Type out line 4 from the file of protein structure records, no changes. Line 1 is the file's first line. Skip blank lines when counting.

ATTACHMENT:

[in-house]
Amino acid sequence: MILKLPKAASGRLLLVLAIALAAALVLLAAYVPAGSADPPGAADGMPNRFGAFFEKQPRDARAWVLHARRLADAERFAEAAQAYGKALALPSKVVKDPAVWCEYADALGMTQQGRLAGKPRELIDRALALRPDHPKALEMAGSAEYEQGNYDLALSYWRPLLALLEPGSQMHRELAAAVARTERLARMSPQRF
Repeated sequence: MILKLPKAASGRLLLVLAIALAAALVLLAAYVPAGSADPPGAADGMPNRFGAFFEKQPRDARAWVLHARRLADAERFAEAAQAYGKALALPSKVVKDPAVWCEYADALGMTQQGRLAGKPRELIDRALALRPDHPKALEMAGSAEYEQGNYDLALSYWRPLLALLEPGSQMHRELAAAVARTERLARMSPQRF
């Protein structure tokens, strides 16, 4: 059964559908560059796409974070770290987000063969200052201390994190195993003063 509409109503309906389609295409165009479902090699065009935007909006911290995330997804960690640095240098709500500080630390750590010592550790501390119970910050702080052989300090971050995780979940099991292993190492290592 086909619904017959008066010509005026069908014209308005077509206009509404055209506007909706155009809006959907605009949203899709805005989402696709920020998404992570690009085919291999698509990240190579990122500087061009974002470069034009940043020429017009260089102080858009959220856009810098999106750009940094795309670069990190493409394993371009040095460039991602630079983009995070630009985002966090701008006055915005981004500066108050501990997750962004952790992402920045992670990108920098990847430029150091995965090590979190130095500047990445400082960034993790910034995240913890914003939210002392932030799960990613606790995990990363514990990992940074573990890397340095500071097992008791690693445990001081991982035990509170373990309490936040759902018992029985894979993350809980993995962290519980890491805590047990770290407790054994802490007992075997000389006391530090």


């Protein structure tokens, strides 16, 4: 059964559908560059796409974070770290987000063969200052201390994190195993003063 509409109503309906389609295409165009479902090699065009935007909006911290995330997804960690640095240098709500500080630390750590010592550790501390119970910050702080052989300090971050995780979940099991292993190492290592 086909619904017959008066010509005026069908014209308005077509206009509404055209506007909706155009809006959907605009949203899709805005989402696709920020998404992570690009085919291999698509990240190579990122500087061009974002470069034009940043020429017009260089102080858009959220856009810098999106750009940094795309670069990190493409394993371009040095460039991602630079983009995070630009985002966090701008006055915005981004500066108050501990997750962004952790992402920045992670990108920098990847430029150091995965090590979190130095500047990445400082960034993790910034995240913890914003939210002392932030799960990613606790995990990363514990990992940074573990890397340095500071097992008791690693445990001081991982035990509170373990309490936040759902018992029985894979993350809980993995962290519980890491805590047990770290407790054994802490007992075997000389006391530090």